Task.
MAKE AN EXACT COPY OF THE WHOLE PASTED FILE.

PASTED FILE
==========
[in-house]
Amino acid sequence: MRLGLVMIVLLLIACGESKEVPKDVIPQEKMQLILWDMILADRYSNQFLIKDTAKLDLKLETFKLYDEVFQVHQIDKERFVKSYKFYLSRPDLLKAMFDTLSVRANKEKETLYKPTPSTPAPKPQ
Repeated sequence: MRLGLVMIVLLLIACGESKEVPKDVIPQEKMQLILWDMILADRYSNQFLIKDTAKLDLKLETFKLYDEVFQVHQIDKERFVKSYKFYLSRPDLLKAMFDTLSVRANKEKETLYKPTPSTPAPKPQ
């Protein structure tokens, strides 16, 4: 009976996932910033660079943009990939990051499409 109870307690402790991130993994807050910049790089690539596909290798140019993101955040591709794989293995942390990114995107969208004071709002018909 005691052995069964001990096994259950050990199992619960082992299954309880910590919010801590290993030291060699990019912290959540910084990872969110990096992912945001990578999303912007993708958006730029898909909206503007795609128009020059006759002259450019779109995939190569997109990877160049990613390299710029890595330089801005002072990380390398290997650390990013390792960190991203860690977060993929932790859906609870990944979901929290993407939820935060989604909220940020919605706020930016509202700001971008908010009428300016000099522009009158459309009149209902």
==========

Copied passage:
[in-house]
Amino acid sequence: MRLGLVMIVLLLIACGESKEVPKDVIPQEKMQLILWDMILADRYSNQFLIKDTAKLDLKLETFKLYDEVFQVHQIDKERFVKSYKFYLSRPDLLKAMFDTLSVRANKEKETLYKPTPSTPAPKPQ
Repeated sequence: MRLGLVMIVLLLIACGESKEVPKDVIPQEKMQLILWDMILADRYSNQFLIKDTAKLDLKLETFKLYDEVFQVHQIDKERFVKSYKFYLSRPDLLKAMFDTLSVRANKEKETLYKPTPSTPAPKPQ
């Protein structure tokens, strides 16, 4: 009976996932910033660079943009990939990051499409 109870307690402790991130993994807050910049790089690539596909290798140019993101955040591709794989293995942390990114995107969208004071709002018909 005691052995069964001990096994259950050990199992619960082992299954309880910590919010801590290993030291060699990019912290959540910084990872969110990096992912945001990578999303912007993708958006730029898909909206503007795609128009020059006759002259450019779109995939190569997109990877160049990613390299710029890595330089801005002072990380390398290997650390990013390792960190991203860690977060993929932790859906609870990944979901929290993407939820935060989604909220940020919605706020930016509202700001971008908010009428300016000099522009009158459309009149209902």